Though Dr. Harman’s advice leads from the objectively reasoning head and Amy Spencer’s from the hopeful human heart, often their insights overlapped. Apply their ideas as a litmus test to decide what to do about your own relationship stuck moments.

If you do decide that calling it off is the best option for both your sakes, our printable tip card offers four break up rules to help you do it in the best possible way.

Stuck moment #1. We’re stuck in a constant state of conflict. Without realizing it, I’ll do something that sets him off. We’re always picking at each other.

The social psychologist says:
“When people are in a state of conflict and using negative communication strategies — contempt, coercion, interrogating each other, or one person isn’t acknowledging the other’s experience — it can offset positive communication. The less negativity, the more positive people feel.”

The dating optimist says:
“The underlying issue can be a power struggle. You’re both trying to stand your ground in different ways. You’re both picking to try to change the other person, to make them the way you want them to be.”

What to do:

The social psychologist says:
“Listen and be responsive to your partner, even if you don’t agree. Laughter, physical affection, warmth and support are really important — because then the other person feels supported.”

The dating optimist says:
“Do the opposite of what you’ve been doing. Instead of picking, compliment each other. Start treating each other like you’re on the first date. Your heart has been hardening toward your partner. You have to figure out how to soften it up.” 

Is breaking up the better option? If so, download this printable tip card: How to call it off and not be the bad guy

* * *

Stuck moment #2. My partner can’t get his life figured out, and it’s bringing me down. I want to leave him but I’m afraid he’ll go into a negative spiral if I do.

The social psychologist says:
“Is there a mismatch in goals in terms of what each partner wants? The Michelangelo phenomenon is a process by which partners shape each other’s goals. If there’s a mismatch in terms of what of what each partner wants, there can be conflict and a lack of satisfaction.”

The dating optimist says:
“As much as we wish we could, we can never make someone else change their life.”

What to do:

The social psychologist says:
“You have to figure out your own long-term goal for the relationship. Weigh the costs and benefits of the situation. If it’s a codependent relationship, find ways to decrease dependence so that it’s easier to exit. Get some kind of couple’s counseling so that at least the other person has some kind of support there.”

The dating optimist says:
“Step back and focus on your own life. And if that does lead to ending the relationship, we can’t be responsible for someone else’s reaction to a situation. Tell that person’s support network that you’re passing it off.”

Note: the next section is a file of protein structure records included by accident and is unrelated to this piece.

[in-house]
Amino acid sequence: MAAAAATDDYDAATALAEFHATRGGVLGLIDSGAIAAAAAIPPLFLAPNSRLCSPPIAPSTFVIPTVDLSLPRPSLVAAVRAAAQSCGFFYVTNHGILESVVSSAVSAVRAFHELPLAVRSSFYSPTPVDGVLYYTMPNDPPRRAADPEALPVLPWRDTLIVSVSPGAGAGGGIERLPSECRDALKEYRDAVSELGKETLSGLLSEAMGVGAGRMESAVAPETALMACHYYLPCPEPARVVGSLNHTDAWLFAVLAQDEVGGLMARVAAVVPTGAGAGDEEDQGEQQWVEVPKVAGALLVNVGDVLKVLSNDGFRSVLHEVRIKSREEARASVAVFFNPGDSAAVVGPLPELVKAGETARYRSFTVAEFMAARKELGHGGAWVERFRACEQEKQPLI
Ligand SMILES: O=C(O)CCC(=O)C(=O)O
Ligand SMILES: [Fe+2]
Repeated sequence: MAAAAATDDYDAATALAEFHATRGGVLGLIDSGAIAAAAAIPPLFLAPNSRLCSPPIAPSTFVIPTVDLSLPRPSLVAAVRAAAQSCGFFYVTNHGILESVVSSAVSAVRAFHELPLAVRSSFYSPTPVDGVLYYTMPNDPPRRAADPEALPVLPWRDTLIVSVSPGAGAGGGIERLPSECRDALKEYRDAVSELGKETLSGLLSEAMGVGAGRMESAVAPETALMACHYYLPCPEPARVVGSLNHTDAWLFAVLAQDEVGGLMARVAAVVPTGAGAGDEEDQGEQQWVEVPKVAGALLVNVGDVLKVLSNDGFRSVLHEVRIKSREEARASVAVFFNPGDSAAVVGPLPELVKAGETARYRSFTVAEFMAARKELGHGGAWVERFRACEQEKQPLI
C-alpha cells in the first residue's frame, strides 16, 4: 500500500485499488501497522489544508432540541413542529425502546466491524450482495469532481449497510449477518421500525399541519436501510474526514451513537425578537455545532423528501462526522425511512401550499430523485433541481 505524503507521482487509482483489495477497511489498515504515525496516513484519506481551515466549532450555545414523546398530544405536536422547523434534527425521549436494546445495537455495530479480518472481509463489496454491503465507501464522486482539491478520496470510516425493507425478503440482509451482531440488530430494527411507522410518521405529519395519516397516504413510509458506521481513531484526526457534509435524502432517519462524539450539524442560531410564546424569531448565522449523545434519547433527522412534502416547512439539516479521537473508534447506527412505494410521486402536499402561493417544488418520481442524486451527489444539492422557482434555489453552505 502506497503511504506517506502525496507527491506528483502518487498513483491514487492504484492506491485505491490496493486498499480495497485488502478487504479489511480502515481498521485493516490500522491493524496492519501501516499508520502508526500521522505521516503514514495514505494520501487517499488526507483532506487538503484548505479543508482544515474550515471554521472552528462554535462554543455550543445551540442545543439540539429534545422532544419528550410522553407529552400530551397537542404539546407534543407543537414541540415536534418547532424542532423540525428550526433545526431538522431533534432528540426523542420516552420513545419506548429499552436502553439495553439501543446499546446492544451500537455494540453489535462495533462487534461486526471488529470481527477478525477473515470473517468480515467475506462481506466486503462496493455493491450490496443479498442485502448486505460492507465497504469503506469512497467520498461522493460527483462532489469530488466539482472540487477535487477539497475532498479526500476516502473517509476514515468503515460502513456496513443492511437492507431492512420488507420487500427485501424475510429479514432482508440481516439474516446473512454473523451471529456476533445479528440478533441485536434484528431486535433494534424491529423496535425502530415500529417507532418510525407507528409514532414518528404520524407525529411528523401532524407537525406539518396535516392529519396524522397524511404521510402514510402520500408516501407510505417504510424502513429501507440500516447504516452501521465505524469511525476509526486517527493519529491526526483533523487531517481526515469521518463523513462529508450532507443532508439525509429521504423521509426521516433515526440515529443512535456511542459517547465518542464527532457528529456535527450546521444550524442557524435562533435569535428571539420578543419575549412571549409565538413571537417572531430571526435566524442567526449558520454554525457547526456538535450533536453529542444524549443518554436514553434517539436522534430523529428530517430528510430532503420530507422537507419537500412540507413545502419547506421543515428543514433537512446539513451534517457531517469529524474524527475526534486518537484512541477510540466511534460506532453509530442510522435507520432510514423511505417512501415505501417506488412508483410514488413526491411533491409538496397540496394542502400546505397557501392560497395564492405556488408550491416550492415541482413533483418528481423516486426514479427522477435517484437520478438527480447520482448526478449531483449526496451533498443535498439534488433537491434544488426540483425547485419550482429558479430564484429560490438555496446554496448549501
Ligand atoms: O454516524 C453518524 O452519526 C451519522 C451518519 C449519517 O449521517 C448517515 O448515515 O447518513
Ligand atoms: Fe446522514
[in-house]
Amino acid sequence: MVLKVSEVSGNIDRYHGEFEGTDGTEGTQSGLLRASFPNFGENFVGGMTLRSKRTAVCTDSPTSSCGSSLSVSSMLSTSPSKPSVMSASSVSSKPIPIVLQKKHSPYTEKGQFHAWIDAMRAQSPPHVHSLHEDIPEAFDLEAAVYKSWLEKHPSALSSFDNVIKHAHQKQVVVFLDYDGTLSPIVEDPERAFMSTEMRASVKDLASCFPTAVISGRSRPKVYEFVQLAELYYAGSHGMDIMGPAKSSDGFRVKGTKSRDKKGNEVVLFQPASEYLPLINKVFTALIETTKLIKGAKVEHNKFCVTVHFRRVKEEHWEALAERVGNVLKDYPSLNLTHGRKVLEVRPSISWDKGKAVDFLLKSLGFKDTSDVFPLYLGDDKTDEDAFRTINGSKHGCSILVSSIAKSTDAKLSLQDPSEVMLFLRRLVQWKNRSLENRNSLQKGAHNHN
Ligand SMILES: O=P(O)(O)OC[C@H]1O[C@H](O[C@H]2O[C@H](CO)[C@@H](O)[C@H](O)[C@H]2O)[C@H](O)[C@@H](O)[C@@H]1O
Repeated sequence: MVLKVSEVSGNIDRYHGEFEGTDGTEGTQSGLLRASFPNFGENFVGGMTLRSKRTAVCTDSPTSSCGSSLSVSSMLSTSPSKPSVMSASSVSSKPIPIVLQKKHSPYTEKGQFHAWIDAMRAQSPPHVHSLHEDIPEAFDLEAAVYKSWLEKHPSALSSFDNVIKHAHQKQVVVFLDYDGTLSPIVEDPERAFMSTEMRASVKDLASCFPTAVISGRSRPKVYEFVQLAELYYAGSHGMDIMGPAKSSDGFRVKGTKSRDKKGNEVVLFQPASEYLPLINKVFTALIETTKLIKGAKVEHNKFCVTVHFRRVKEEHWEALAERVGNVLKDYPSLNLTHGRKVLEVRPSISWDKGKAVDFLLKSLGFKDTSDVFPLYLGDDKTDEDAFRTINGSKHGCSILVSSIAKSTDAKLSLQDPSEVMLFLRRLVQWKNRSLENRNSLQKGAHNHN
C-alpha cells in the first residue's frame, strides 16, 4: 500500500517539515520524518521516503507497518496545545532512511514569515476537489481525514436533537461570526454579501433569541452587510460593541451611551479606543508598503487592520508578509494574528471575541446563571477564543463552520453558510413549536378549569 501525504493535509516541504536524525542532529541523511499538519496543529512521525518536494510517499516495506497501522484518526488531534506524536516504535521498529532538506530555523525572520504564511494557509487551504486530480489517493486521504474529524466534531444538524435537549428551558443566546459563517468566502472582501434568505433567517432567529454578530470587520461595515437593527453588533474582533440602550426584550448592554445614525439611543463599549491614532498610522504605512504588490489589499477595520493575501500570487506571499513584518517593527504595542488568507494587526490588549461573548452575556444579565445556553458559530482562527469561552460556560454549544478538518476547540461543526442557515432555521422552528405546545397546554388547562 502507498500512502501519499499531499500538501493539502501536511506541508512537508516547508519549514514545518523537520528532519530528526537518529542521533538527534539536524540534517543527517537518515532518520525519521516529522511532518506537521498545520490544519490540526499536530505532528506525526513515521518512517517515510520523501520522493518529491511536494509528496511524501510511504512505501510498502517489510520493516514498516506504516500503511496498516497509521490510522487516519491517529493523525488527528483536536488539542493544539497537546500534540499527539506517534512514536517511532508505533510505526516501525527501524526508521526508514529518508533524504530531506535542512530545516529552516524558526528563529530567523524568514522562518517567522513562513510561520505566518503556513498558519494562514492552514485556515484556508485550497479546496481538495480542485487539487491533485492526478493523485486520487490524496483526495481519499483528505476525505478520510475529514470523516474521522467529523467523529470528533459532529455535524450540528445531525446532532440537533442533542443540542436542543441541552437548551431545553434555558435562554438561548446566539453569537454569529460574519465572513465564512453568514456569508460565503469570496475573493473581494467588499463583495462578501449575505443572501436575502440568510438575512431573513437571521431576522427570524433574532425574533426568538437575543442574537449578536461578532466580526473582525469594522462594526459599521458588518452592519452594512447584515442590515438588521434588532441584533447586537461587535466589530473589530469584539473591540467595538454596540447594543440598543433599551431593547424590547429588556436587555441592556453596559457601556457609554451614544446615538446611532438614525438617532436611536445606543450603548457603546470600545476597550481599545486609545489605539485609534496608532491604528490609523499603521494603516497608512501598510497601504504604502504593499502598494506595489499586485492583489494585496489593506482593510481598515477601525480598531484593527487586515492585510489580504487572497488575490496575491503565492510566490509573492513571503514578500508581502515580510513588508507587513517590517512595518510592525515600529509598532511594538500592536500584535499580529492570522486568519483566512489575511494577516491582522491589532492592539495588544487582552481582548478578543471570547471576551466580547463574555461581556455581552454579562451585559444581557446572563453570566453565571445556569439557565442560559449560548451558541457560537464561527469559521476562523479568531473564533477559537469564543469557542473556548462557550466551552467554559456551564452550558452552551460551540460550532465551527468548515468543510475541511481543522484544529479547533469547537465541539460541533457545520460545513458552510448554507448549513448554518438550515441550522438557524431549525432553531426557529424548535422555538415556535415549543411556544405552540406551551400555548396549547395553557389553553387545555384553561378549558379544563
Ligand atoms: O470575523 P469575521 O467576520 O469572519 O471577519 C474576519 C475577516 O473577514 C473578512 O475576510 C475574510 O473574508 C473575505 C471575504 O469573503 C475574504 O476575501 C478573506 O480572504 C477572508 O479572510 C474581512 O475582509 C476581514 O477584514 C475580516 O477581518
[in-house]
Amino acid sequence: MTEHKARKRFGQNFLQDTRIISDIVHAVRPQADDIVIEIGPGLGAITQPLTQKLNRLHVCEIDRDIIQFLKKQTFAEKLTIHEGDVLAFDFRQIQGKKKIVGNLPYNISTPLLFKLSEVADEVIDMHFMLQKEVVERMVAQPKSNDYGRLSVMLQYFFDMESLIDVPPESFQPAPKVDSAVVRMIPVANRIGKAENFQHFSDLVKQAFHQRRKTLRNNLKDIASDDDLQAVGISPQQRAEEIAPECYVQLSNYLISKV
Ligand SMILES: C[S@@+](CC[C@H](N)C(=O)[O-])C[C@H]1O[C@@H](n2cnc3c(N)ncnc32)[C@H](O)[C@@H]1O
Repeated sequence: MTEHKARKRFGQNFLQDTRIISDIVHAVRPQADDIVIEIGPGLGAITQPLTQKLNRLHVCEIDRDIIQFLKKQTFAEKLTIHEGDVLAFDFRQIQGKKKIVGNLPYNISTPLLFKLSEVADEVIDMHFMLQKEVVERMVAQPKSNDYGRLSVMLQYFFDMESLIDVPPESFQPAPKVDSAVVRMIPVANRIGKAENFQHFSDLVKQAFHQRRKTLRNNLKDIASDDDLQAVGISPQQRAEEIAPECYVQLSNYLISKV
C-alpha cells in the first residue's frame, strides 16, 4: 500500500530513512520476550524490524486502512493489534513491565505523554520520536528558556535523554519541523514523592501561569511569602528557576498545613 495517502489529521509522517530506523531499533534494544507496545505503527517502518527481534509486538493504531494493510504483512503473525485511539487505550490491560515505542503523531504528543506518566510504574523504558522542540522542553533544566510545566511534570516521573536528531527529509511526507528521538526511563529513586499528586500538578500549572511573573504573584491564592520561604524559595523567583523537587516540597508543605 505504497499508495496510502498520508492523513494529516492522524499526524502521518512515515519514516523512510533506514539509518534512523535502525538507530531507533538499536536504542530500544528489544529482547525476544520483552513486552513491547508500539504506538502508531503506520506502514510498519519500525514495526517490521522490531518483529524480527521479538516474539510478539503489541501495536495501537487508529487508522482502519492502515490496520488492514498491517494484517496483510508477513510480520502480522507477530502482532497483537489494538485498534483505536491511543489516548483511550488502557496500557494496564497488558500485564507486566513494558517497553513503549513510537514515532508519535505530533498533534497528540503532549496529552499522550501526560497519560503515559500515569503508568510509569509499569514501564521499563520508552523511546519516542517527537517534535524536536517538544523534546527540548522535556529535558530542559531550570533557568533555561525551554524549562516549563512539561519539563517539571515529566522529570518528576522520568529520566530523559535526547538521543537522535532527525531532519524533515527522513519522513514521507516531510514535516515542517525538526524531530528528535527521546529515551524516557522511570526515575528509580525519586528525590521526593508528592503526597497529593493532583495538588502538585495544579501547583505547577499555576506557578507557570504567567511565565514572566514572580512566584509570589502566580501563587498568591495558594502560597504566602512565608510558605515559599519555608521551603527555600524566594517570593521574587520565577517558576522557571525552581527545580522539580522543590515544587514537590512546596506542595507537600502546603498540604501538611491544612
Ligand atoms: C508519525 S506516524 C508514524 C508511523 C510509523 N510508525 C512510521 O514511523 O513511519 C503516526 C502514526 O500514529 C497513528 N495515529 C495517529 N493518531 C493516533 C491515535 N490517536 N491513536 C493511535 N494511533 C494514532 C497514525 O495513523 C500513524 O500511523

Is breaking up the better option? If so, download this printable tip card: How to call it off and not be the bad guy

* * *

Stuck moment #3. We barely speak to each other any more. The day-in, day-out lack of communication feels like disrespect and disinterest.

The social psychologist says:
“The way we feel close to each other is self-disclosure. So when people aren’t doing that — sharing physical and emotional affection — they’re going to feel a lack of intimacy.”

The dating optimist says:
“The underlying issue is the utter dullness of their life routine. You’re officially bored with your 9-to-5 relationship, with doing what you have to but not what you want to. Clearly, both sides have fallen back a bit.”

What to do:

The social psychologist says:
“Do new things as a couple. Going on a double date can increase attraction; self-disclosing to another couple can make your current partner understand you better.”

The dating optimist says:
“Get out of your element. If you can find the time and money for a vacation, go for it. Or do a weekend away. Put yourself in a situation where you have to communicate about things that you don’t usually talk about.”

Is breaking up the better option? If so, download this printable tip card: How to call it off and not be the bad guy

* * *

Stuck moment #4. I’m lonely and tired and unfulfilled in this relationship. I want passion and intimate connection.

The social psychologist says:
“A destiny belief is that, if the person isn’t meeting your ideals, it’s just not meant to be. But if you have a growth belief, a problem is an opportunity to grow and learn about each other.” 

The dating optimist says: